We are a public forum committed to collective reasoning and the imagination of a more just world. Join today to help us keep the discussion of ideas free and open to everyone, and enjoy member benefits like our quarterly books.
David Morley, Enchantment, Carcanet, $15.95 (paper)
Enchantment is the final installment of a trilogy that David Morley introduced with 2002’s Scientific Papers. Like its predecessors, Enchantment combines the interests of a naturalist—Morley trained as a zoologist—with themes and language derived from Morley’s Romani heritage. Though less overtly experimental than The Invisible Kings—the second installment, which arrived in 2007—Enchantment exhibits a range of formal interests, especially in the recursive properties of anaphora and the pantoum, as well as an increasingly Swinburnian phonemic playfulness: “Cockerels were volleying vowels from valley to valley.” In another poem, this style seems to echo in aural effects what poets as ancient as Lucretius have imagined in matter, “particles / that swerve through this under-space like quiet comets.” Cognate with such imagery of dissolution and recombination is the book’s focus on the ongoing history of the Roma and their language, which have both long depended on their readiness to transform. Inevitably, the book’s catalogue of particles includes ashes—recalling both the genocides of World War II and Romani funeral custom. But, in this world of quasi-fantasy, where historical suffering can be reclaimed through folklore, the emphasis is on restitution. The book’s emblematic fairy tale shows a blacksmith reviving a girl by working her ashes on an anvil, explaining, “Love’s the craft of it.” The love of language displayed throughout these poems makes Enchantment live up to its name; its limits are often merely the limits of charm.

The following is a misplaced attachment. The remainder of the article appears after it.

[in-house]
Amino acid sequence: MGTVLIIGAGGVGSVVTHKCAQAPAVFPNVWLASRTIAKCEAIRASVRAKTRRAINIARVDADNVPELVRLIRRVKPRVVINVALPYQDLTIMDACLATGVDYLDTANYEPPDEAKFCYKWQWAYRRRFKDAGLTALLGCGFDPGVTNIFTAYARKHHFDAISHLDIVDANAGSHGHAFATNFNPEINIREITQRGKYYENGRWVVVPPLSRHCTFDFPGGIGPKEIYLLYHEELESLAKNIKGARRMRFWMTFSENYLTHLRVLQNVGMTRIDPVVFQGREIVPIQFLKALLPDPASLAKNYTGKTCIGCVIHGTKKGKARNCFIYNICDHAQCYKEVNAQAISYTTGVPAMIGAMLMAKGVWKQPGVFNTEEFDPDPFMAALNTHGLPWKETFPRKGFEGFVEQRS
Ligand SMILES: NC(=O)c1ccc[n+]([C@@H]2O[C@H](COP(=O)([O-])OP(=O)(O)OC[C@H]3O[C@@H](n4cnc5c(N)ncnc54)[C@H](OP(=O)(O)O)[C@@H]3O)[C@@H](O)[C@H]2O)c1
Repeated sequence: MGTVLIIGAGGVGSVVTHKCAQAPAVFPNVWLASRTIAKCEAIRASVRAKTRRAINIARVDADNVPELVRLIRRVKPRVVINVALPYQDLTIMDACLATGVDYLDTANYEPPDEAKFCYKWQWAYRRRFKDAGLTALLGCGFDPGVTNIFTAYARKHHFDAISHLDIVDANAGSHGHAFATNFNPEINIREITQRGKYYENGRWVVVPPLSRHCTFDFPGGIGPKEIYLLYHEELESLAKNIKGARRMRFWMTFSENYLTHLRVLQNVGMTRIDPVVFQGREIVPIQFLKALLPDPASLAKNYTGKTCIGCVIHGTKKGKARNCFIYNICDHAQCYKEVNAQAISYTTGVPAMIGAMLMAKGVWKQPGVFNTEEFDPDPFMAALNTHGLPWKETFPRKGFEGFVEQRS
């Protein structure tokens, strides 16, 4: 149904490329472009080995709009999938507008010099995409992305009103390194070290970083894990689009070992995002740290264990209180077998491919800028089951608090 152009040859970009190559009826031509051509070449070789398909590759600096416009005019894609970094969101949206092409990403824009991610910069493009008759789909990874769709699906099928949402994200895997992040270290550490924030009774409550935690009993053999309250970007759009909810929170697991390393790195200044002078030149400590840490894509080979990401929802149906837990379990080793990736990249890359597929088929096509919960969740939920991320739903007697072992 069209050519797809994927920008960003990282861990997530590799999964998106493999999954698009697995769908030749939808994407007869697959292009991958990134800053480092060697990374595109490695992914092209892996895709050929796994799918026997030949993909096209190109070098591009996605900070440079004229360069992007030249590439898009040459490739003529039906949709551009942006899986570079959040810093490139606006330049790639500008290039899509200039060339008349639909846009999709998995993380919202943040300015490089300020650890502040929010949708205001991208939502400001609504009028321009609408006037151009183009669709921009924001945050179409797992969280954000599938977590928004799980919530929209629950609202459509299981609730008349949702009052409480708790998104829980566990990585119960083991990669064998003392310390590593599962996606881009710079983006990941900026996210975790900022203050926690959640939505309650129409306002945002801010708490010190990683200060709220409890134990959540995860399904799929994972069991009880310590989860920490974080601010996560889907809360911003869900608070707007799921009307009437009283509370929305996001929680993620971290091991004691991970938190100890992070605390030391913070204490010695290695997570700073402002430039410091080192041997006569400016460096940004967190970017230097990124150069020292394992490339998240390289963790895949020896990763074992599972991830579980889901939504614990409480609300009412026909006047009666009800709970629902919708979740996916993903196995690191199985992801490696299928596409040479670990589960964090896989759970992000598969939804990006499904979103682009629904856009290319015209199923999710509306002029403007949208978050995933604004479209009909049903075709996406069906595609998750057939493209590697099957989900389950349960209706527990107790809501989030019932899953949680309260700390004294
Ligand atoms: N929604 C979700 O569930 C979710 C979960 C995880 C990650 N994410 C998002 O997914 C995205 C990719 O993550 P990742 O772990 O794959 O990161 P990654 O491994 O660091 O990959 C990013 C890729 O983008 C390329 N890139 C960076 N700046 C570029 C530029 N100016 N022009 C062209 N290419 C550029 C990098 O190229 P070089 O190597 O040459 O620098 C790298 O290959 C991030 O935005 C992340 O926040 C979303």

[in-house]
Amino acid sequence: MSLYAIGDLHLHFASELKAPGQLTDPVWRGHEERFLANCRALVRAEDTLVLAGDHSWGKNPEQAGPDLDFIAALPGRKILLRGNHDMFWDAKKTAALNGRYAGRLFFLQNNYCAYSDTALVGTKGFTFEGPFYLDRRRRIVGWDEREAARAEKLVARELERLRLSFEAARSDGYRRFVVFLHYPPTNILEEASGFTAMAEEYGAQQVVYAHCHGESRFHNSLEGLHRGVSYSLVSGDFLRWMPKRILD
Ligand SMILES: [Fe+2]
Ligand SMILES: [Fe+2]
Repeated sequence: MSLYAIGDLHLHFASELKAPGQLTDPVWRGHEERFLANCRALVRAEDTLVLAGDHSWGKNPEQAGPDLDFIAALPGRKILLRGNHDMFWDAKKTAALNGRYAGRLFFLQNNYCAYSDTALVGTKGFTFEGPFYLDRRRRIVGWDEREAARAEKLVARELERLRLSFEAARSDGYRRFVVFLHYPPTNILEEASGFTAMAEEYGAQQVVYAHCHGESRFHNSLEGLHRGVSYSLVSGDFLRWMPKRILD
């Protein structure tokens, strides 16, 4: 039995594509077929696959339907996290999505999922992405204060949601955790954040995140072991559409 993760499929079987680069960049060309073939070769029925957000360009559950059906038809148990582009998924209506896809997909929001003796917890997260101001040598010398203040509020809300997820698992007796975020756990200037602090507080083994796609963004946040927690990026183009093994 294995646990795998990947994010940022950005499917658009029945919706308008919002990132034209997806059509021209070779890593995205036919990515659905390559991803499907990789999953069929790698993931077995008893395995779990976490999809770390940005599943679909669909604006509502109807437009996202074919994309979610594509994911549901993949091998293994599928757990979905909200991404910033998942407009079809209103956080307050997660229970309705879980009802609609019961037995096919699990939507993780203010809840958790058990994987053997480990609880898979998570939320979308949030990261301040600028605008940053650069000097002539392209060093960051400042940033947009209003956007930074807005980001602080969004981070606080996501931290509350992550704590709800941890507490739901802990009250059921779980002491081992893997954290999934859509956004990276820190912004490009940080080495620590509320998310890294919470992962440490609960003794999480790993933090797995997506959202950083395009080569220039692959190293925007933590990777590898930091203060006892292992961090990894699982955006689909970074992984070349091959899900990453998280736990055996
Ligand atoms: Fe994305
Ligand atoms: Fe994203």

Vital reading on politics, literature, and more in your inbox. Sign up for our Weekly Newsletter, Monthly Roundup, and event notifications.
“Never do unto me what your uncle has done to us.” A family member’s disappearance leads to personal revelations.
Critics say human rights discourse blunts social transformation. It doesn’t have to.
“My mother has not slept for seven days.” A Taiwanese woman’s brother avoids calling their mother, setting off an insomniac unraveling.